What distance method did Edwin Hubble use to determine the distance to local galaxies?

1 Answer
Feb 10, 2016

Edwin Hubble measured speed of galaxies moving away from using red-shift method and then calculated their distance using Hubble's constant.


Let us blow a balloon, a little first, and mark few dots on this and then again continue blowing it, say at a uniform speed. One will see that dots are also moving away from each other.

In 1929, Edwin Hubble had found that galaxies appeared to be moving away from us and considering the above example, it was obvious conclusion that the universe is expanding too.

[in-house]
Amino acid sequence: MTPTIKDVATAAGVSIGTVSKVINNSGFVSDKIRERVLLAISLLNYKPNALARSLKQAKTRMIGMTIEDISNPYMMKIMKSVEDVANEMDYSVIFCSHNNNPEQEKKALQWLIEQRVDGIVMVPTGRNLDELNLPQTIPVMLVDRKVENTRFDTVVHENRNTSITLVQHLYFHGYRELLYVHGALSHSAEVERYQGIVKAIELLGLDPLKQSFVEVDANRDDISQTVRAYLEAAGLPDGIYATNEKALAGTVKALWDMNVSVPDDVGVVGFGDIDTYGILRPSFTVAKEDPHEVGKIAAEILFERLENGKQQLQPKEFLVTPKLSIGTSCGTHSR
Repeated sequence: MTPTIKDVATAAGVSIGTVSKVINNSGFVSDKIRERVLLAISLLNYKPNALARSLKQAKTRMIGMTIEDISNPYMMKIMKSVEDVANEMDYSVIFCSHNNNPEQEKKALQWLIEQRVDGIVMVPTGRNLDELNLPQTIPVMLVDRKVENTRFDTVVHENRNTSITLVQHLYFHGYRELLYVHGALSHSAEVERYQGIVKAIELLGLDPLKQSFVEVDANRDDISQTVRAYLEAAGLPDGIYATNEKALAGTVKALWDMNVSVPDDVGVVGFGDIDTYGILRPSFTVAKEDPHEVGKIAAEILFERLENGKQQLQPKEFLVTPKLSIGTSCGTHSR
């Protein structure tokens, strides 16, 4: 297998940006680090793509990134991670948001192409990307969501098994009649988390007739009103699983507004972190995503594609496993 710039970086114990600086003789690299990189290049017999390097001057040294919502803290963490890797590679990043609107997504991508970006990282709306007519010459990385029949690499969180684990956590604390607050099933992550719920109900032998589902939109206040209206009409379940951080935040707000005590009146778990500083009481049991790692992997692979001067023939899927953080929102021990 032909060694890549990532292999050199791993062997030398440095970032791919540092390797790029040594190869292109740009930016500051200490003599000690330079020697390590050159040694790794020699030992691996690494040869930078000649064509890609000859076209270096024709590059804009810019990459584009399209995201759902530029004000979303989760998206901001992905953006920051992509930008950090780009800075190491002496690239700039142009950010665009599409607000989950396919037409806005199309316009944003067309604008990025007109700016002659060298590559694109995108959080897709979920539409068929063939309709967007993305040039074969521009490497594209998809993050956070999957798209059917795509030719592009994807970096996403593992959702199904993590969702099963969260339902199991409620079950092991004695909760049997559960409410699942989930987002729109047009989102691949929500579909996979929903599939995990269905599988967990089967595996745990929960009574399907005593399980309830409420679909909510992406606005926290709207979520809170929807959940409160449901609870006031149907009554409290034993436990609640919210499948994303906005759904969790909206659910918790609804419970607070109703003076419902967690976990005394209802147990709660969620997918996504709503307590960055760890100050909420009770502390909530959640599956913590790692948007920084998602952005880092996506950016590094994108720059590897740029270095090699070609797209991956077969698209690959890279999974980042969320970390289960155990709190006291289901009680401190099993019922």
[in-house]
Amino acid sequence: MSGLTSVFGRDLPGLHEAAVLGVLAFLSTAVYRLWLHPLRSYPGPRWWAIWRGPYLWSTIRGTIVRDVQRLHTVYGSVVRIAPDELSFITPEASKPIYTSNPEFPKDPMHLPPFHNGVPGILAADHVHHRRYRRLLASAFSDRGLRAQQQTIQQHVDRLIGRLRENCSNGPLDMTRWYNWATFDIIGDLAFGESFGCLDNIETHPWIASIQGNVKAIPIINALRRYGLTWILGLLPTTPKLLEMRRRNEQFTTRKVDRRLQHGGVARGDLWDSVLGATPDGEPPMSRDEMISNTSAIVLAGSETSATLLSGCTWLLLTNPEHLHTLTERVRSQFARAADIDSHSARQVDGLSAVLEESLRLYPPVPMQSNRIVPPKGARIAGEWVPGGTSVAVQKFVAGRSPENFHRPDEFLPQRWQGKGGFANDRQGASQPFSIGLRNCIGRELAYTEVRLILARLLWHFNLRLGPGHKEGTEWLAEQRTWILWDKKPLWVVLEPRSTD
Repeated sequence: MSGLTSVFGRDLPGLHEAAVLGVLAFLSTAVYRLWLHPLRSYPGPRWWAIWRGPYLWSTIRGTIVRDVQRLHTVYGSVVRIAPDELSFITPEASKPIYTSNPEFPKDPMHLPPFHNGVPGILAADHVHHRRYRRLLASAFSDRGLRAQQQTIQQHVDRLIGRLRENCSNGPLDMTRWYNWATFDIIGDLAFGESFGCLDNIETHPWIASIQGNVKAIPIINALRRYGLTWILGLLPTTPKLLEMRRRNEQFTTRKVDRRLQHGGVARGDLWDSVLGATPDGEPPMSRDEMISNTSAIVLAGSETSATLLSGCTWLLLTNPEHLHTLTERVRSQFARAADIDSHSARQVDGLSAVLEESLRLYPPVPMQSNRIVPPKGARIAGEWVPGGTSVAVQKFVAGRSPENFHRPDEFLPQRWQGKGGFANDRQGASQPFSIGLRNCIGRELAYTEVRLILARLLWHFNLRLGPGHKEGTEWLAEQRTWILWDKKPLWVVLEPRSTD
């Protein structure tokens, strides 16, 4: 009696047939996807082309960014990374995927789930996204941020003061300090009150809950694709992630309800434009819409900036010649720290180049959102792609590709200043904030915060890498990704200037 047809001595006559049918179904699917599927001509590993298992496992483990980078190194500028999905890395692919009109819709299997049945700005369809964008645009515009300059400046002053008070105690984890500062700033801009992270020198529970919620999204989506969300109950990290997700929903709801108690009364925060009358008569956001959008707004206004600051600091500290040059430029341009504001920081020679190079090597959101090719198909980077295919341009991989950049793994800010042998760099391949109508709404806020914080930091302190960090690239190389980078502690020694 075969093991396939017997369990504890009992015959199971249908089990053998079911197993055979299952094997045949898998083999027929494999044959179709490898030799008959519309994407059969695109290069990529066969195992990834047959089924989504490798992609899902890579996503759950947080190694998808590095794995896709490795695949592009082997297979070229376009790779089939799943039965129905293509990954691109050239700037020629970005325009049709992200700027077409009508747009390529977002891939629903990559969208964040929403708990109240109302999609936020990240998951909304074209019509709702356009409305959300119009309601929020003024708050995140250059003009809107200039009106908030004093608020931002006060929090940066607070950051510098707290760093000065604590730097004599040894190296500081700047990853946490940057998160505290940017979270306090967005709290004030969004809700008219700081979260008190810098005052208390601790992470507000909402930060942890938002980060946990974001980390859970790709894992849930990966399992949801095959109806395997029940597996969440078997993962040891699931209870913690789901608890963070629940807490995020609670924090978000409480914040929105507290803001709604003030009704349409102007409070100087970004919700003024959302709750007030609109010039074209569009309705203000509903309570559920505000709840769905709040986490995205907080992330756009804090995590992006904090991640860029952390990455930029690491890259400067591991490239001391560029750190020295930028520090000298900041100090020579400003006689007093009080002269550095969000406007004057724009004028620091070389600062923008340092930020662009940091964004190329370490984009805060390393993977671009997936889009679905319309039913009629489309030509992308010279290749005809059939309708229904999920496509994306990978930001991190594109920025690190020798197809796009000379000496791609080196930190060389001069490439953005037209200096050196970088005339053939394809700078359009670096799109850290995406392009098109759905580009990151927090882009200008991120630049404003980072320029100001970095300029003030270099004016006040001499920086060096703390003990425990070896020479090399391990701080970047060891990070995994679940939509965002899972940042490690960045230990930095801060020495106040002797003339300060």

Earlier in 19th century Christian Doppler had observed shift in spectral lines toward lower frequency when a light source moves away from an observer. This shift was found to be in proportion to the velocity of the object.

Hubble found that using this the velocity of a galaxy could be expressed mathematically as #v = H*d#, where #v# is the galaxy's radial outward velocity, #d# is the galaxy's distance from Earth, and #H# is the constant of proportionality called the Hubble's constant. Hubble's constant could be easily calculated by measuring red-shift in neighbouring galaxies, whose distance could be calculated using parallax system.

So, by measuring the red-shift in a distance one could calculate distance of galaxies.